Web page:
My husband's aunt lived in Washington, D.C.,
for several years. Through researching some of the early Stuart settlers in
this country, she found the history of the first Stuart to immigrate to the
land of opportunity, the United
States. His first name wasn't mentioned in
any of the findings. We know he was from Scotland,
and we think the circumstances of his entry into the United
States played a big part in keeping his name unknown to
our family in Tennessee
as well as to family members in other states. I'm sure there are other Stuarts
who have researched their heritage more extensively than we have, because it
has been several years since my husband's aunt first started tracing ours.
Last year in August, the Stuarts
held their first family reunion in Cleveland,
Tennessee. We met cousins and
many Stuarts we had never heard of, and what a day we had. I think we did more
talking than eating. This reunion has sparked the curiosity of many Stuarts in Tennessee, Illinois, Indiana and Florida,
just to mention a few, who plan to continue the search for more Stuarts living
anywhere in the United
States. My husband and I enjoyed the day
tremendously; however, after meeting all of them and trying to remember names
and places of residences, we never heard one single Stuart tell of the first
Stuart to enter this country.
If my memory serves me correctly,
and I think it does – I don't think I could ever forget something as exciting
and mysterious as this story told to me by my husband's grandmother – this is
supposed to be kept secret, but as we all know, nothing can be kept secret
forever. The first Stuart came to America as a stowaway on a ship
from his hometown because he had fought and killed a man in a boxing match,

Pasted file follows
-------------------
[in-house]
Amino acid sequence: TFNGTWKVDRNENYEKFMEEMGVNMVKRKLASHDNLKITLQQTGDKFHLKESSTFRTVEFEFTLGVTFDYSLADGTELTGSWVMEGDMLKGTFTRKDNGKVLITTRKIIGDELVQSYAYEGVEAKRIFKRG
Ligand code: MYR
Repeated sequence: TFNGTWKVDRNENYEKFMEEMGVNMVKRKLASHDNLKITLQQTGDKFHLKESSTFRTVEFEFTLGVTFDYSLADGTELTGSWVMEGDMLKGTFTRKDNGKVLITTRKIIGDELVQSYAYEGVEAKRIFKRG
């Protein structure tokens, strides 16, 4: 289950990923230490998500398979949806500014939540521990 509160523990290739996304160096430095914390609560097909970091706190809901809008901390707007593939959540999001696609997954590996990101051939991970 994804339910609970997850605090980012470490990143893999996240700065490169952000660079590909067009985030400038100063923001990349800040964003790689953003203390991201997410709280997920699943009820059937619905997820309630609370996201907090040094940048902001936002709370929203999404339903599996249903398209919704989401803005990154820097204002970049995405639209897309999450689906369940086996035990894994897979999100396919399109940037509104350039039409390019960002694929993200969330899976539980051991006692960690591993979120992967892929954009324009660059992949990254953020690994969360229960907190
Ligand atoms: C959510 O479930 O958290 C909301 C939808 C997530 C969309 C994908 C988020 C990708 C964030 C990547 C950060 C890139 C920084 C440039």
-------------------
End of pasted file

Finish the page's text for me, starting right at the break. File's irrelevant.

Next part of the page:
which carried a prison sentence or possible execution in those days. We know
the Stuarts have a reputation for standing their ground with anyone who crosses
their path, intentionally or unintentionally.
My husband's grandfather was a foreman in several lumber
camps in the late 1800s and the early 1900s, from Tennessee
to the hills and mountains of Chico,
California. He always took
Grandmother Stuart with him and built a cabin near his camp until it was time
to move to another area of the vast forest of trees to be cut and milled into
the fine woods used in that era.
I remember an exciting story
Grandmother told me one night about their life in the hills near Chico. She told of
preparing Grandfather Stuart's dinner bucket. She made biscuits spread with
jelly or meat of some kind. She also made fried fruit pies, all of which were
put in a pail for his noontime meal. Sometimes he would work late and walk home
long after dark, with only a candle in a bucket for a light to help guide him
along the path to the cabin. It was about a mile from the lumber camp. While
walking home from work, he often heard footsteps close by. He thought it was
only a dog. When the animal would get within a few feet of him, he would shake
his dinner bucket at the animal to scare it away for a few minutes. Soon the
animal was near him again. This was something he experienced often on his way
home from work. One night the animal followed him most of the way home, almost
to the cabin door. Grandmother saw the animal and realized the danger he was
in. She screamed to him that a mountain lion was at his side. She quickly
opened the door, and he dashed to safety.
The most mysterious story she told
me was of their life in the many lumber camps across this country. Grandfather
Stuart was a fearless, quiet, respectable man, but a man could be pushed just
so far: beyond that point his opponent had the devil to contend with. Although
he was a relatively small man, he could whip, "with only his fist,"
any man in any of the lumber camps for miles around. The men of those lumber
camps soon found this to be true as they often held fist-fighting matches
between the different lumber camps.
Soddy Daisy, Tennessee
Back in 1955 a call
went out from the editors of the then asking for readers to send in articles on true pioneers. Hundreds of
letters came pouring in from early settlers and their children, many now in
their 80s and 90s, and from grandchildren of settlers, all with tales to tell.
So many articles were received that a decision was made to create a book, and
in 1956, the first title – – hit the
shelves. Nine other books have since been published in the series, all filled to the brim with true
tales from CAPPER’s readers, and we are proud to make those stories available
to our growing online community.